Review: The Mondo label first surfaced back in late-2013 under the tutelage of former Jolly Music producer Francesco De Bellis, 'powered by Gerd Janson's Running Back', channelling a dual interest in library music and the Mondo Movies of 1960s Italian cinema. Across a series of highly prized 12" releases, Mondo has cultivated a slavish following amongst the more horizontally inclined selectors out there. Given their limited nature, it's nice to see Mondo collect their 12" output to date for a wonderful compilation entitled Collezione. The tracklist is programmed to mirror the path of the 12" releases, with L.U.C.A, ROTLA, Studio 22, and Odeon essentially granted chapters to sooth the soul with their deeply textured Balearic sounds.
Review: L.U.C.A is one of the lesser-known pseudonyms of man-of-many-aliases Francesco De Bellis, who has been delivering shimmering nu-disco and Italo-influenced house jams since the late 1990s. I Semi Del Futuro, though, is a different beast to many of the Rome-based producer's releases over the last two decades. It was created with the assistance of a battery of musicians, and explores the fertile ground between hazy film soundtracks, sun-kissed Balearica, and the kind of drowsy, reinvented lounge music that was once the hallmark of Air. It's hugely enjoyable, brilliantly produced, and stacked full of the kind of atmospheric gear that will make you want to reach for something cold, fruity and alcoholic.
Review: The Running Back affiliated Mondo label is back with more impressive Balearic and chillout grooves. This follows up the tremendous compilation album; Collezione, which was released earlier this year. Label boss Francesco de Bellis aka L.U.C.A. appears with several long time collaborators such as Raiders Of The Lost Arp with the smooth astral travelling vibes of "Niagara (Rotla Version)". He then teams up with Polysick on the "Afghanistan Version" which is the smooth cruising psych-rock derivative that Psychemagik would sit up and notice. Finally it's L.U.C.A. Himself with the "Quirky Version" an intense retro house throwback in the vein of Lauer or Tuff City Kids and not being shy on the funk bass or heavy claps.
Review: Mondo's slow and steady output remains as consistent and attentive as ever as they continue to delve deep into Italy's seemingly endless library vaults. For this particularly cosmic collection they've explored documentary music that's been utilised by programs on topics as diverse as sea fauna to poaching. As you'd imagine, each cut comes with broad visual and imaginative appeal. From the dream-weaving guitar-shimmering of "Anxur" to the soft ebb and flow of "Maga Circe", close your eyes and start making your own documentaries. Stunning.
Review: Rome-based combo Odeon is an interesting proposition. Basically two sets of musician brothers brought together by mutual friend (and Mondo label boss) Francesco De Bellis, their debut recording is a pleasingly hard-to-pigeonhole affair. Sometimes psychedelic, often dreamy and always atmospheric, the album's 12-tracks variously draw influence from odd Italian library music, eccentric synthesizer soundtracks, Talk Talk, the Cocteau Twins, shoegaze and the heady, E'd-up sound soup of ambient house. In fact, one of the tracks even sounds a little like REM if Michael Stipe and company had necked a bunch of disco biscuits and moved to Ibiza. While the unique and intoxicating sound is clearly theirs, you can hear the guiding hand of De Bellis, who acted as producer throughout.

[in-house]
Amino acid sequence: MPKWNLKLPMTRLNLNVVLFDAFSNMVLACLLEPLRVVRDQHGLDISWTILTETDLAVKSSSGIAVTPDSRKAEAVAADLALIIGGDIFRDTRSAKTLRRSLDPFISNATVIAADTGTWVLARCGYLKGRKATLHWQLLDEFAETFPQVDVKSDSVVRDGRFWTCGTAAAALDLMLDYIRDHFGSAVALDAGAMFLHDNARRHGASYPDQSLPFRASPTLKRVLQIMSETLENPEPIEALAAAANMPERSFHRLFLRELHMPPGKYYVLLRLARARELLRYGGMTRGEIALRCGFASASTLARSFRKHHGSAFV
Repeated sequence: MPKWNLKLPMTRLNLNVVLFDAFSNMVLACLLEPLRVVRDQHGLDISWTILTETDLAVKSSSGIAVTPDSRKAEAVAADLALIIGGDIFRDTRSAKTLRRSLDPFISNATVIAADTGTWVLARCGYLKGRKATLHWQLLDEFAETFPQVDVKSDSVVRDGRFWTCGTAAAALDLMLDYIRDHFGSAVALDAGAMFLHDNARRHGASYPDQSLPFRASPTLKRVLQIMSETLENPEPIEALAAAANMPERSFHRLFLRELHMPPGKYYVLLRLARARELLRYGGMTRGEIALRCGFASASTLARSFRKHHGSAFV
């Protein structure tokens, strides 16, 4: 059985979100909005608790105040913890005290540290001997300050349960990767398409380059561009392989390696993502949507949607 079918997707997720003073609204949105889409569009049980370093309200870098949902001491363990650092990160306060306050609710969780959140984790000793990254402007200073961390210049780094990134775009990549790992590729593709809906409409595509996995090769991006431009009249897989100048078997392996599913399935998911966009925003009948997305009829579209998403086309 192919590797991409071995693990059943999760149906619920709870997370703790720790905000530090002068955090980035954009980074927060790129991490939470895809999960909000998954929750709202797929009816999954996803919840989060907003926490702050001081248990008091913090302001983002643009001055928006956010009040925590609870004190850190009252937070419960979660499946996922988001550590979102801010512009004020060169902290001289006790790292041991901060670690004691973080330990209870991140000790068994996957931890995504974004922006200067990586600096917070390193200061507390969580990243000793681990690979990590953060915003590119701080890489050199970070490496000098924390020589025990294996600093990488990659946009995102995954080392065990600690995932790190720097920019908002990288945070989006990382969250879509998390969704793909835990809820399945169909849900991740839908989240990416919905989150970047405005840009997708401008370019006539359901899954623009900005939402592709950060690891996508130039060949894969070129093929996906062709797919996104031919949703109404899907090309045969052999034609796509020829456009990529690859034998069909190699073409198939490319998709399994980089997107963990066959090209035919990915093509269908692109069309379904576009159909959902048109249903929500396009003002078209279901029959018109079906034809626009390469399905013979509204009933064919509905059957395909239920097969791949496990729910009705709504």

Review: While there's something undeniably contemporary about Odeon's seriously psychedelic "Rocket Launch" - particularly the druggy, Weatherall-pleasing arpeggio lines, wayward guitars and densely-layered feel - it also feels like a long lost cosmic rock classic; the kind of tune Daniele Baldelli would have been digging for way back at the turn of the '80s. It's hard to pin down but undeniably brilliant. Italian experimentalist Panoram delivers a superb reconstruction that abandons all dancefloor pretentions in favour of enhanced horizontal credentials, while LUCA's "Quirky Version" turns it into a full-blown space disco shuffler. Those looking for some funk-fuelled space-rock thrills should have for impressive bonus track "Earth Polar Axis".
Review: Last year, Raiders of the Lost Arp (real name Marco Pierro) popped up on Edizioni Mondo with a decidedly Balearic EP that ranks amongst his best work to date (and that's saying something). Here he returns to Francesco de Bellis's label with an album that's arguably even better. Rich in analogue synthesizers, bubbly lo-fi drum machine rhythms, sun-baked guitars and toasty bass, "Transmissioni" brilliantly strings together drowsy neo-Balearic gems in a range of interconnected styles. It's a superb set all told, with highlights including the subtle Tullio de Piscopo tribute "Studio Ritmico", the stargazing, arpeggio-led ambient of "Progressi Della Scienzi", the shuffling afternoon warmth of "Nightlife" and the Mark Barrott-esque goodness of closing cut "Timing".
Review: The Running Back powered Edizioni Mondo label return with a third offering and the collectors out there that were charmed by previous blockbuster hits from L.U.C.A and ROTLA will be all over this sumptuous 12". Described by the label as a visionary production house, Studio 22 show the necessary chops to qualify that statement on the basis of these three tracks, not least the glistening title tracks that sees a smooth Library funk groove ebb and flow before a grand finale. On the flip "Pic Nic" is the sort of cosmic jam that will have the Sunday afternoon bar selectors licking their lips whilst the blissful final track "Vento Dominante" could easily be teased into a Gigi Masin track.